In addition to ensuring that you are authoring all your repos on GitHub properly per the steps above, the following will make sure you stand out as a candidate...

Tips for a Strong GitHub Profile

1. Pin Projects to the Top of Your Profile

  • Highlight your most impressive, large and/or recent projects (this can include Flatiron Schools projects, and solo projects) at the top of your GitHub page. The first thing an employer should see is what you’ve been working on most recently (your current skill set).
  • Having small projects is okay, but try to make them diverse. Having projects using different languages or technologies will show that you possess a variety of skills.
  • You can do this through the ‘Customize your pins’ link.
  • These should be projects you have created - NOT completed labs!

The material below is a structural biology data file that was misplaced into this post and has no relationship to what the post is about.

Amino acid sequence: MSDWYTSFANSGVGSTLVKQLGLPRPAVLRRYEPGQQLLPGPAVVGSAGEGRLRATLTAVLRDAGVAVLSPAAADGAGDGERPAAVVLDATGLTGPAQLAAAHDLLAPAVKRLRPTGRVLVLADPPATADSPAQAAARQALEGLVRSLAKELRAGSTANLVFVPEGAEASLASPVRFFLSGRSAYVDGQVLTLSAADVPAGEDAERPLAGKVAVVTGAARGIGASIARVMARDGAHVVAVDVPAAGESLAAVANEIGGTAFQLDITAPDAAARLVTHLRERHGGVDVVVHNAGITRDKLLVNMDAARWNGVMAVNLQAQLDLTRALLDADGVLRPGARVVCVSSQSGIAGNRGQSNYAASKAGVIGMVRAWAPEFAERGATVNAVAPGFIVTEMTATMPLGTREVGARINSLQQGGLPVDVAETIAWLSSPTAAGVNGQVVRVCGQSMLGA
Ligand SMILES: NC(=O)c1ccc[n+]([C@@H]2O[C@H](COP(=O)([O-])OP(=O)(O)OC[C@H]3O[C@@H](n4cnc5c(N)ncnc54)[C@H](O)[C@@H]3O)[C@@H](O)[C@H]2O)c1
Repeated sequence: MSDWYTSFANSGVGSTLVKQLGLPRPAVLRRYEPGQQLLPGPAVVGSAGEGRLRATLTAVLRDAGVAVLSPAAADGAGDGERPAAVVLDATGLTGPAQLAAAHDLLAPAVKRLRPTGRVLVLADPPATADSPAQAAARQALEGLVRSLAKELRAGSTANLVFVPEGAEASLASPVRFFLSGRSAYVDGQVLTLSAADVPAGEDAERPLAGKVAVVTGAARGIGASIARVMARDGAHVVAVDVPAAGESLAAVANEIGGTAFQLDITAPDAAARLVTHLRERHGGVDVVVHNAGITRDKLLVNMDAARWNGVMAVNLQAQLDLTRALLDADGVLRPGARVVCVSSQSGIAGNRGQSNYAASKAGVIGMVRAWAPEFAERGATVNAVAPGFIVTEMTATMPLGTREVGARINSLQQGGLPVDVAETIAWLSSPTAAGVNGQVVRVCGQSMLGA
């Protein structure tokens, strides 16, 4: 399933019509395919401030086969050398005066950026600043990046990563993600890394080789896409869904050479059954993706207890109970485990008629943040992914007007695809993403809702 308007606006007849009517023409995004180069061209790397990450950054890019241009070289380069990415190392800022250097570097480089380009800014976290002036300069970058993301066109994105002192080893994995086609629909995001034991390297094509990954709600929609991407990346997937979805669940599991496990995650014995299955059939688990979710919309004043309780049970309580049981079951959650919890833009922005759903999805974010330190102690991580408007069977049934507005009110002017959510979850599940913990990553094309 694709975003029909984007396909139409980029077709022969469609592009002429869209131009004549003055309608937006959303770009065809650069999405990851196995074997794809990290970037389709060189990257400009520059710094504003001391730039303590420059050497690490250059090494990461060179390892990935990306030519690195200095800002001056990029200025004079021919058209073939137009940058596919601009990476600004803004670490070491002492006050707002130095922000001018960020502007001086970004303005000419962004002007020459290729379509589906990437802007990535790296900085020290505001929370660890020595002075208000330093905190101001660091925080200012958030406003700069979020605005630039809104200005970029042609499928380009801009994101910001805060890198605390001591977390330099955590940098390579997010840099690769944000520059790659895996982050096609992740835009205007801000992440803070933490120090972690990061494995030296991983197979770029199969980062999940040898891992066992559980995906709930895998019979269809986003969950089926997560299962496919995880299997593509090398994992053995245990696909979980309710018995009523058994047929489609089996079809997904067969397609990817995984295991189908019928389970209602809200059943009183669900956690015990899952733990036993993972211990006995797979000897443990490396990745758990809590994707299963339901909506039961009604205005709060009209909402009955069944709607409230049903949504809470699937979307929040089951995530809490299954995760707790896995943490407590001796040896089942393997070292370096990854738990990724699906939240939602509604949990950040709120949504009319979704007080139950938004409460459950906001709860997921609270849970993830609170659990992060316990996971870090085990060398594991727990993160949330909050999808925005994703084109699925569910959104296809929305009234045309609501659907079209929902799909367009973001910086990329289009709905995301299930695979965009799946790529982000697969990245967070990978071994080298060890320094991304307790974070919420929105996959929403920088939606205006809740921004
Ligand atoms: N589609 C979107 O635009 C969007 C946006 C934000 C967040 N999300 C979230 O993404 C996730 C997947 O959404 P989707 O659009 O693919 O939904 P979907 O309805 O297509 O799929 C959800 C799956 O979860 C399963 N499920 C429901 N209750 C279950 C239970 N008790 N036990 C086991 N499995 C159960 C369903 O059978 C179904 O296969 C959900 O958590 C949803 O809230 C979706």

2. Add Project Descriptions and Tags

  • EVERY Flatiron School project (and future projects) should have a detailed description, which can be added/edited in the project repo.
  • Descriptions should include a few sentences about functionality, languages and/or major tools used. Be concise while explaining what the project is about. Include the project’s purpose and highlights.
  • They should also include a link to a live site (at one point or another every final project should be hosted).
  • If your live site is buggy, make sure to video a demo of yourself using the project before the site comes down. Add that instead of a live link.

3. Add a README for Every Project

  • All projects should have a README attached (gifs are highly recommended), which can be added/edited in the project repo.
  • READMEs can include wireframes or videos demonstrating project design and/or functionality.